One of Germany’s most feared and effective weapons during World War I was its fleet of submarines—known as U-boats—that roamed the Atlantic, sneaking up underwater on British merchant ships and destroying them with torpedoes. During the course of the war, they sank more than 5,700 vessels, killing more than 12,700 non-combatants in the process.
The British weren’t sure what to do. Camouflage worked in land warfare, but it was another matter for an object as big as a cargo ship to blend into the ocean, especially when smoke was billowing from its stacks.
But a Royal Navy volunteer reserve lieutenant named Norman Wilkinson—a painter, graphic designer and newspaper illustrator in his civilian life—came up with a radical but ingenious solution: Instead of trying to hide ships, make them conspicuous.
By covering ships’ hulls with startling stripes, swirls and irregular abstract shapes that brought to mind the Cubist paintings of Pablo Picasso or Georges Braque, one could momentarily confuse a German U-boat officer peering through a periscope. The patterns would make it more difficult to figure out the ship’s size, speed, distance and direction.
Wilkinson’s idea was a startling contrast to those of other camouflage theorists. American artist Abbott Thayer, for example, advocated painting ships white and concealing their smokestacks with canvas in an effort to make them blend into the ocean, according to Smithsonian.
Dazzle camouflage, as Wilkinson’s concept came to be called, “appeared to be counter-intuitive,” explains Roy R. Behrens, a professor of art and Distinguished Scholar at the University of Northern Iowa, who writes “Camoupedia,” a blog that’s a compendium of research on the art of camouflage. “For Wilkinson to come up with the ideas of redefining camouflage as high visibility, as opposed to low visibility, was pretty astonishing.”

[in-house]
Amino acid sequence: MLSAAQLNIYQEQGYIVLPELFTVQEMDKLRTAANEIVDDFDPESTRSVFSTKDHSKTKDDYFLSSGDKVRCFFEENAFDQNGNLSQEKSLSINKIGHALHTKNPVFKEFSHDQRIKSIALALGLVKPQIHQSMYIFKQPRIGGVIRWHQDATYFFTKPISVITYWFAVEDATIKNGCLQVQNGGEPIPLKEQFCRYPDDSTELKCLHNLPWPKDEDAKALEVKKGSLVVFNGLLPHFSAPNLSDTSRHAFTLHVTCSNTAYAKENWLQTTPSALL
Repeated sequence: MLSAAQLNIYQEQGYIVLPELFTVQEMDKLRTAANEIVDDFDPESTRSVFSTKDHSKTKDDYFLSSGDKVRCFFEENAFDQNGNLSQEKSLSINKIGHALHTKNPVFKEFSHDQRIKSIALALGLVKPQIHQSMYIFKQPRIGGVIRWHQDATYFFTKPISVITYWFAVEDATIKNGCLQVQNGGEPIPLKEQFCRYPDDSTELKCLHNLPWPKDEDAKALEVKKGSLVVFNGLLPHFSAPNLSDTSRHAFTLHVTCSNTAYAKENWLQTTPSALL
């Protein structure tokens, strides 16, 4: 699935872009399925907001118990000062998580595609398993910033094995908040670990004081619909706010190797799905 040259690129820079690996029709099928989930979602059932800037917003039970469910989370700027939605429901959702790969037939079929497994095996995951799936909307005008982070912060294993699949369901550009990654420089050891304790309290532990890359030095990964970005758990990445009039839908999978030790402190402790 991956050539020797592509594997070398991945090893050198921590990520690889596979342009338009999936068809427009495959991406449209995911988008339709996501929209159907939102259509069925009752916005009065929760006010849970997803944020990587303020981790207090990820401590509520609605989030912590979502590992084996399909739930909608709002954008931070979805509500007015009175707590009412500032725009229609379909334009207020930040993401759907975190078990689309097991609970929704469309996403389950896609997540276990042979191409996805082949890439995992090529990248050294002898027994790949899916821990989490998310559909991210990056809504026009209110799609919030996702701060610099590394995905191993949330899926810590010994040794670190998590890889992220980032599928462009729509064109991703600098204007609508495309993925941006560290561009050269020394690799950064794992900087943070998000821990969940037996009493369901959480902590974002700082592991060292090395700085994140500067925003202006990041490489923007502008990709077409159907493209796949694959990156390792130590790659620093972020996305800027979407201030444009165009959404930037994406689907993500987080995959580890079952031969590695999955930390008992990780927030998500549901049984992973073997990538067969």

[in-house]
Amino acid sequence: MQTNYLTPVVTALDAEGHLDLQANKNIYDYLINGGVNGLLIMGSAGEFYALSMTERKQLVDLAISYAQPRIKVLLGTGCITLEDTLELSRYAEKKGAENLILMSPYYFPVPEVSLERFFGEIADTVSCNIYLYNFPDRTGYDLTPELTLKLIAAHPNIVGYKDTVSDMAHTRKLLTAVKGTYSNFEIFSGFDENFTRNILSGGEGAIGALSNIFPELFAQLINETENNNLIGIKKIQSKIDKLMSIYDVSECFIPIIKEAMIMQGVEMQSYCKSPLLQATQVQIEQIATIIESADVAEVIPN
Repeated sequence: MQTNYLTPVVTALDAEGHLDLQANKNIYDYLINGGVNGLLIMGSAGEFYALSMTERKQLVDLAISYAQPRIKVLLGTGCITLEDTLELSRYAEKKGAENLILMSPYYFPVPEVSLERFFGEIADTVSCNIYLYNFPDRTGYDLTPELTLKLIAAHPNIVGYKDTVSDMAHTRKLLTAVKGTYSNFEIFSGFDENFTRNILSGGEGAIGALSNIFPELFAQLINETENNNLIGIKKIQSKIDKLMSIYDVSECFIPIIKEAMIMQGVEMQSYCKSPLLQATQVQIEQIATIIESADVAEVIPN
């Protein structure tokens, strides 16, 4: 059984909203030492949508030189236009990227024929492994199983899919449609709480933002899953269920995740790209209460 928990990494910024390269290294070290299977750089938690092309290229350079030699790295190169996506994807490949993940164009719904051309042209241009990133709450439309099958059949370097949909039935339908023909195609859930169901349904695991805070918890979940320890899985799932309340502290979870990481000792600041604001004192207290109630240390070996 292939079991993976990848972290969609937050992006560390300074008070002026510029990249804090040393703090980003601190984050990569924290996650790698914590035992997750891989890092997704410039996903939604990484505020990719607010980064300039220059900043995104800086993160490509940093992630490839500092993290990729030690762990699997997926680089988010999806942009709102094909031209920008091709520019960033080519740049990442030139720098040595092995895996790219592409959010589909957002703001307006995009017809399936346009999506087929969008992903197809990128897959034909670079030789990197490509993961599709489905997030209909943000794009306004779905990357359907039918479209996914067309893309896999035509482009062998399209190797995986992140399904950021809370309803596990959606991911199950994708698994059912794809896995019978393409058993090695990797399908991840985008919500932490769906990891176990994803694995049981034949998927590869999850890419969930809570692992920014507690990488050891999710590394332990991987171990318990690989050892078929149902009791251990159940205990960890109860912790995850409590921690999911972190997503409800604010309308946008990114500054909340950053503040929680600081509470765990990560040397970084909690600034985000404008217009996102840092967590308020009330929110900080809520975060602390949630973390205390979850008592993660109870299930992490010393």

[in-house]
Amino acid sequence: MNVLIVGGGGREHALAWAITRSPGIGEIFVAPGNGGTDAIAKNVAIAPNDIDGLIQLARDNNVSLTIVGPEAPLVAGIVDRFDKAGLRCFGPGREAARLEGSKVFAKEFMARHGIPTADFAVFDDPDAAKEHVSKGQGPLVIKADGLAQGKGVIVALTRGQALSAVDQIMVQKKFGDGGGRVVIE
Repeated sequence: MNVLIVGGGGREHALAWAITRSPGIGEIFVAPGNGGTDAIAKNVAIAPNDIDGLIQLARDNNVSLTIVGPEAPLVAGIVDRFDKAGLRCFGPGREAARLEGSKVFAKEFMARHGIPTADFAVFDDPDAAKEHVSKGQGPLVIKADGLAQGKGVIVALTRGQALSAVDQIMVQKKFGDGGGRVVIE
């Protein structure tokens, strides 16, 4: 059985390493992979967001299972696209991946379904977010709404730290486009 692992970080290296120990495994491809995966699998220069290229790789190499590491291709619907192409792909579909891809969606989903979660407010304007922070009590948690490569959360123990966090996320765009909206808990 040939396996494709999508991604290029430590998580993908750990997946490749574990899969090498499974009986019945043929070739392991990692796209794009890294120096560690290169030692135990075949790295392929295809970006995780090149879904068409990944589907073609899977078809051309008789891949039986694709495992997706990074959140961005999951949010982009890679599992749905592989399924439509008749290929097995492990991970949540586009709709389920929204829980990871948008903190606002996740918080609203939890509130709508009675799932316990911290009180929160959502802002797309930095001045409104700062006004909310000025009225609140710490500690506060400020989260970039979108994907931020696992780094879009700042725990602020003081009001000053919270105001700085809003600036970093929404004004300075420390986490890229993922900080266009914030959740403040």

As Peter Forbes writes in his 2009 book Dazzled and Deceived: Mimicry and Camouflage, Wilkinson—who commanded an 80-foot motorboat used for minesweeping off the British coast—apparently was inspired during a weekend fishing trip in the Spring of 1917. When he returned to the Royal Navy’s Devonport dockyard, he went straight to his superior officer with his idea.
“I knew it was utterly impossible to render a ship invisible,” Wilkinson later recalled, according to Forbes’ book. But it had occurred to him that if a black ship was broken up with white stripes it would visually confuse the enemy.
“The idea had precedent in nature, with the pattern disruption in the coloration of animals,” Behrens says. As a study by British and Australian researchers nearly a century later would reveal, zebras’ stripes seem to serve that purpose, turning a herd into what appears to be a chaotic mess of lines from a distance, and making it tougher for lions and other predators to intercept them.
As Behrens explains, when submerged, the Germans’ only way of sighting a target was through the periscope, which they could only poke through the water for a fleeting moment because of the risk of being detected. They had to use that tiny bit of visual data to calculate where in the water to aim the torpedo so that it would arrive at that spot at the same moment as the ship they were trying to sink.
Wilkinson’s camouflage scheme was designed to interfere with those calculations, by making it difficult to tell which end of the ship was which, and where it was headed. With torpedoes, there wasn’t much margin for error, so if the dazzle camouflage threw off the calculations by only a few degrees, that might be enough to cause a miss and save a British ship.